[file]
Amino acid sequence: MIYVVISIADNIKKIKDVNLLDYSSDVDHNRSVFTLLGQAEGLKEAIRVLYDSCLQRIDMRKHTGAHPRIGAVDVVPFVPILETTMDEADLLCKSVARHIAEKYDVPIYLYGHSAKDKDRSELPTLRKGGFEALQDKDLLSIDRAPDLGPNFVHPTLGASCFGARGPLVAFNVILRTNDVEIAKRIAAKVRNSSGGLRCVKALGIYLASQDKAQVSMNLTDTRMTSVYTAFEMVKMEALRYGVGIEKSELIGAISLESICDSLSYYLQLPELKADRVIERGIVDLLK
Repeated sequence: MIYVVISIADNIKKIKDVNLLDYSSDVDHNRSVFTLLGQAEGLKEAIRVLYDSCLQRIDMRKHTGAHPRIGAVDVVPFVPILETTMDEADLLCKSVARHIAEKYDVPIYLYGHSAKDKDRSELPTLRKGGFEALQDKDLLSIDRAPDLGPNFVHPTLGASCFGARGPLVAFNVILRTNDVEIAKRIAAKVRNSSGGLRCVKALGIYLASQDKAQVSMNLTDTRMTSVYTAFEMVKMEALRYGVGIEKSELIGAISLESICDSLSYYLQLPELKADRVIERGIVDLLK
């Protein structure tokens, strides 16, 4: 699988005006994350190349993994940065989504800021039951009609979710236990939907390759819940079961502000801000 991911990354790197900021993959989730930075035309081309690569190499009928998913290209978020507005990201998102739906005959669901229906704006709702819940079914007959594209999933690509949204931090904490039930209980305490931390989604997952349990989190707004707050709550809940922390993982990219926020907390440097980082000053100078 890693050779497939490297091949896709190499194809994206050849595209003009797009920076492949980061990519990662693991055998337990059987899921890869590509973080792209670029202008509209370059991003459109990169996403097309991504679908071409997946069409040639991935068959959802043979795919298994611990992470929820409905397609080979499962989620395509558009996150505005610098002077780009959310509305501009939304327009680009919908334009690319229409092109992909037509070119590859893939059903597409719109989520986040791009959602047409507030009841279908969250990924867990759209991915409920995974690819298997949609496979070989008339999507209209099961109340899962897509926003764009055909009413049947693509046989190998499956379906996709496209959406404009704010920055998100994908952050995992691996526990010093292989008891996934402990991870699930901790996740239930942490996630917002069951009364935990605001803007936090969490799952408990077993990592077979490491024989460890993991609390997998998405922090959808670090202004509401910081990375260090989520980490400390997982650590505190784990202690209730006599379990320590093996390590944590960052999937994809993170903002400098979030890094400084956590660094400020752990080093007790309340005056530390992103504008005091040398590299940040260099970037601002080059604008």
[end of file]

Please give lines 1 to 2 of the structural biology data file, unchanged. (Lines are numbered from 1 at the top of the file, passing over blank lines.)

Amino acid sequence: MIYVVISIADNIKKIKDVNLLDYSSDVDHNRSVFTLLGQAEGLKEAIRVLYDSCLQRIDMRKHTGAHPRIGAVDVVPFVPILETTMDEADLLCKSVARHIAEKYDVPIYLYGHSAKDKDRSELPTLRKGGFEALQDKDLLSIDRAPDLGPNFVHPTLGASCFGARGPLVAFNVILRTNDVEIAKRIAAKVRNSSGGLRCVKALGIYLASQDKAQVSMNLTDTRMTSVYTAFEMVKMEALRYGVGIEKSELIGAISLESICDSLSYYLQLPELKADRVIERGIVDLLK
Repeated sequence: MIYVVISIADNIKKIKDVNLLDYSSDVDHNRSVFTLLGQAEGLKEAIRVLYDSCLQRIDMRKHTGAHPRIGAVDVVPFVPILETTMDEADLLCKSVARHIAEKYDVPIYLYGHSAKDKDRSELPTLRKGGFEALQDKDLLSIDRAPDLGPNFVHPTLGASCFGARGPLVAFNVILRTNDVEIAKRIAAKVRNSSGGLRCVKALGIYLASQDKAQVSMNLTDTRMTSVYTAFEMVKMEALRYGVGIEKSELIGAISLESICDSLSYYLQLPELKADRVIERGIVDLLK